However, the music I play allows me a choice of NOT playing up there regardless of the horn's ability to do it . . . so I don't. DAVE
 

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I have no experience in this compared to Dave Dolson, but I have owned many different sopranos. Ones that spoke the best in the palm notes were Yamaha 675, Cannonball Arc, Vintage Martin, Vintage King, Straight Yani(not curved).
 

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Discussion Starter #8
Thanks for the feedback guys. I did play test 20 sopranos and I found the 82Z had the best response in the palm keys (with the setup I was using to play test). I'm going to keep working at it and will be back with an update.
 

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I have an 82ZR in silver and it is a lovely sounding soprano in all registers. In fact Dave has played it. I really like the horn, it is not my main soprano for some areas of music but, when I play in certain situations (guests, String groups, intimate settings), it's a horn that cannot be beat. great intonation also.
 

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Vinnie ("noresponsenecessary") has so many neat saxophones that I've forgotten specifically his 82ZR, but everything of his played nicely. I had a ball the day I visited his home. He is a player alright AND has a wonderful collection of mainline as well as off-the-wall instruments.

In my opinion, it is mostly the condition of the instrument that makes for a strong high end, assuming the instrument is a well-made instrument to begin with. I've played a few 82Z's and 82ZR's and they were nice sopranos. But so are most of the top-line brands.

I've owned three Mark VI sopranos (still have two of them) and regarding the palm-key notes, one of those Mark VI's was really weak up there. But the two I still have speak very nicely in that range. I also have a 1927 Conn that is one of the strongest sopranos I've played in that palm-key range.

I'm not sure that because one example of a model had a good high end that all of them will have good high ranges. DAVE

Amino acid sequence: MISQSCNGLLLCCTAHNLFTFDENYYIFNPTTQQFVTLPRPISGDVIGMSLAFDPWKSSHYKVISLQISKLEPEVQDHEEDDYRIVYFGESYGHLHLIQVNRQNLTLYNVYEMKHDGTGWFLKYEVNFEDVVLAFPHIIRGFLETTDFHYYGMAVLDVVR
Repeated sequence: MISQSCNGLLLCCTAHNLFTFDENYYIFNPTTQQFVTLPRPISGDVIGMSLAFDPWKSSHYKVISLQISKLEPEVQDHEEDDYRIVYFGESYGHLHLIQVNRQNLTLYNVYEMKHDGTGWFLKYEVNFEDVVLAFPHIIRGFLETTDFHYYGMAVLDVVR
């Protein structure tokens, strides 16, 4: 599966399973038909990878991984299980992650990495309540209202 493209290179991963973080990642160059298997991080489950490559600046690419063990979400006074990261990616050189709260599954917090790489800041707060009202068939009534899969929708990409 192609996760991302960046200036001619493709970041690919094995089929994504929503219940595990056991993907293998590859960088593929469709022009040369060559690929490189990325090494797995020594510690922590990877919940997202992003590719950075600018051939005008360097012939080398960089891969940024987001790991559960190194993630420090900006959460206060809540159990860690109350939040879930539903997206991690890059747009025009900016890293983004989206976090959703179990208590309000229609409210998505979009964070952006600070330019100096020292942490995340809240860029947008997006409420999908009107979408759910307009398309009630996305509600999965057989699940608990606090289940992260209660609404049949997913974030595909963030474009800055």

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Discussion Starter #12
I'm back with an update. Joe Giardullo got in touch with me and was kind enough to give me some advice on getting the palm key notes to speak more easily. He generously invited me to his studio to figure out what could be done to adjust the equipment and my playing. He checked out my 82Z and he had no trouble getting around the horn and his tone was fabulous. So it definitely wasn't the sax that was limiting me.

Joe studied my playing and found that I blow pretty hard, have a fairly loose embouchure for soprano playing, and take in more mouthpiece than necessary. Based on these characteristics, Joe felt there were some mouthpiece adjustments that could make my playing easier. Joe also spent quite a bit of time adjusting my Soprano Planet Missing Link mouthpiece. He opened the tip, increased the size of the chamber, and shortened the facing. He made these changes incrementally and eventually I noticed that the upper register started to open up and I could get into the palm key notes much more easily.

With my stock Otto Link STM 6*, I could get up to high F# without much difficulty. However, this mouthpiece had an airy character in the sound. Joe flattened the table and adjusted the facing; the airy character was gone and the tone was much cleaner.

Problem solved thanks to Joe. Joe is an absolute mensch! His knowledge and mouthpiece refacing skills are phenomenal!